The brightly painted lab-on-wheels sets up shop for roughly two weeks at each Boston high school. During that time, students rotate through, spending short blocks of time in the lab, where they enjoy hands-on experiences with advanced manufacturing technology, including 3-D printers, laser cutters, milling machines, and programming tools.

While other organizations have offered students a similar opportunity, Kelli Wells, executive director of education and skills, GE, says such endeavors typically failed to demonstrate any alignment to career possibilities.

"Students had the opportunity to tinker and explore, but they never understood how that could translate to a job," says Wells. "They were not gaining an in-depth understanding of the STEM careers and opportunities and the pathways to reach those careers."

GE sought to avoid that pitfall by making the Brilliant Career Lab about much more than tinkering with cool technology. During their mobile lab experience, students are introduced to five "futuristic, technology-oriented career areas" -- biomedical engineering, machinery, airplane mechanics, software/game development, and wearable technology design. According to Wells, the latter was intentionally designed to appeal to female students who may have a desire to go into fashion design, but don't understand how that interest could be parlayed into a STEM-related career.

"If you can spark the interest, that's the hard thing," says Sumser. "The effectiveness of a program has less to do with the specific technology it showcases and more to do with its ability to light a fire underneath kids."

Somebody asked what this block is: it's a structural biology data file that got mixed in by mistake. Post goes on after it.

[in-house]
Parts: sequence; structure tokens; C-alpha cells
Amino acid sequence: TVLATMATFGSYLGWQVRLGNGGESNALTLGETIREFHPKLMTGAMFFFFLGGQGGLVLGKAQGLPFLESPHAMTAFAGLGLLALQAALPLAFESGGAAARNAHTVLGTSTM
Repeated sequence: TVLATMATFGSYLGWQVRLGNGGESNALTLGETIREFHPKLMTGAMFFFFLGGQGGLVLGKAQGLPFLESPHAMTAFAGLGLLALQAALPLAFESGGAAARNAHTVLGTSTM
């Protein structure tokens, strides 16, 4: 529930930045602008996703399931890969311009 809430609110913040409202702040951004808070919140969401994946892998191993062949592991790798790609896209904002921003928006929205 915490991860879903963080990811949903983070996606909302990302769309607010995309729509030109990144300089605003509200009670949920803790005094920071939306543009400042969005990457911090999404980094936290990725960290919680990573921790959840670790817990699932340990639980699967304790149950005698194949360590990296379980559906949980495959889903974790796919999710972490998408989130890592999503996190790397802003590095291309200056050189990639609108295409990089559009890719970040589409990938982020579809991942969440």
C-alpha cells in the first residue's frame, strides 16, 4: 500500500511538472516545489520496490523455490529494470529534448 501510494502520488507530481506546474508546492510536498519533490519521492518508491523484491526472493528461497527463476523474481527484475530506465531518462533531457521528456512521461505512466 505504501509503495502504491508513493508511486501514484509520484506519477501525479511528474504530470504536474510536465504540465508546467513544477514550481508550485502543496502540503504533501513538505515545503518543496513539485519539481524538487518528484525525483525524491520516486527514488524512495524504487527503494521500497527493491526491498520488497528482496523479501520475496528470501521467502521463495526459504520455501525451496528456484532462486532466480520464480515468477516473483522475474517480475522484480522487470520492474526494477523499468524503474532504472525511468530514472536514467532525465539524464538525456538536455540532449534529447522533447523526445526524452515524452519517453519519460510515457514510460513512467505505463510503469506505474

Students take the Brilliant Career Lab experience back with them into the classroom, where a specially designed curriculum enables them to begin developing the necessary skills for their newly discovered career goal. According to Tommy Chang, superintendent of Boston Public Schools, the initiative will play a key role in making the "City of Champions" a leader in preparing students for the workplace of tomorrow.  

"The Brilliant Career Lab opens a door for Boston students by providing a new – and engaging - level of technology and skills-preparedness training," says Chang. "We are proud to be working with the GE Foundation to bring valuable, educational tools to students that will help prepare them to enter the workforce, and in turn, bring value back to communities across our city."

According to Wells, GE will spend the next year collecting data and eliciting feedback from students before taking the Brilliant Career Lab to other cities. In the meantime, Johnson expects to see more employers partnering with school systems to help students make the connection between fun, fascinating technology and a promising career path.

 "This is the way education is moving," says Johnson. "It's vital that we move away from traditional classroom types of training and do much more application to get people ready to work as soon as they have finished school."